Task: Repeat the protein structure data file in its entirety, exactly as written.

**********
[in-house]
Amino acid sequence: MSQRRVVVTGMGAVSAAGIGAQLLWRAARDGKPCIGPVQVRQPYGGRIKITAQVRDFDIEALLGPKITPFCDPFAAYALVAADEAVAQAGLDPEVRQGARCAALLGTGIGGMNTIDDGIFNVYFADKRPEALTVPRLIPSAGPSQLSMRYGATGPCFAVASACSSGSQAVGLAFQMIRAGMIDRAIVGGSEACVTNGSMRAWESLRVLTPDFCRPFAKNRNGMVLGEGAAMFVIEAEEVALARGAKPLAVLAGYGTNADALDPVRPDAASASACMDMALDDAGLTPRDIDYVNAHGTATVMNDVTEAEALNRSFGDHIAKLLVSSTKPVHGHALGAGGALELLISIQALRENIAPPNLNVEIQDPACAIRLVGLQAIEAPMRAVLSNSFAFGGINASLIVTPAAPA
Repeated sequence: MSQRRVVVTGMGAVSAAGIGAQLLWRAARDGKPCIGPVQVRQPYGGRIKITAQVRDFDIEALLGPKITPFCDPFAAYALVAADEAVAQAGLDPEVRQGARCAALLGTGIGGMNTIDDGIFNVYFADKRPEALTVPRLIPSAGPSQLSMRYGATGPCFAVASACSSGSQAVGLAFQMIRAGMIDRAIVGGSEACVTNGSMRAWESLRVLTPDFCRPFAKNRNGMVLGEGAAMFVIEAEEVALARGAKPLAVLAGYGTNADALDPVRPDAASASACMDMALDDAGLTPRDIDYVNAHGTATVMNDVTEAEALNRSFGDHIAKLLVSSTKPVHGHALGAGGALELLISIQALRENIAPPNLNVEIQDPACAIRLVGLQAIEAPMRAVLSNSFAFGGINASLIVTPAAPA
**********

[in-house]
Amino acid sequence: MSQRRVVVTGMGAVSAAGIGAQLLWRAARDGKPCIGPVQVRQPYGGRIKITAQVRDFDIEALLGPKITPFCDPFAAYALVAADEAVAQAGLDPEVRQGARCAALLGTGIGGMNTIDDGIFNVYFADKRPEALTVPRLIPSAGPSQLSMRYGATGPCFAVASACSSGSQAVGLAFQMIRAGMIDRAIVGGSEACVTNGSMRAWESLRVLTPDFCRPFAKNRNGMVLGEGAAMFVIEAEEVALARGAKPLAVLAGYGTNADALDPVRPDAASASACMDMALDDAGLTPRDIDYVNAHGTATVMNDVTEAEALNRSFGDHIAKLLVSSTKPVHGHALGAGGALELLISIQALRENIAPPNLNVEIQDPACAIRLVGLQAIEAPMRAVLSNSFAFGGINASLIVTPAAPA
Repeated sequence: MSQRRVVVTGMGAVSAAGIGAQLLWRAARDGKPCIGPVQVRQPYGGRIKITAQVRDFDIEALLGPKITPFCDPFAAYALVAADEAVAQAGLDPEVRQGARCAALLGTGIGGMNTIDDGIFNVYFADKRPEALTVPRLIPSAGPSQLSMRYGATGPCFAVASACSSGSQAVGLAFQMIRAGMIDRAIVGGSEACVTNGSMRAWESLRVLTPDFCRPFAKNRNGMVLGEGAAMFVIEAEEVALARGAKPLAVLAGYGTNADALDPVRPDAASASACMDMALDDAGLTPRDIDYVNAHGTATVMNDVTEAEALNRSFGDHIAKLLVSSTKPVHGHALGAGGALELLISIQALRENIAPPNLNVEIQDPACAIRLVGLQAIEAPMRAVLSNSFAFGGINASLIVTPAAPA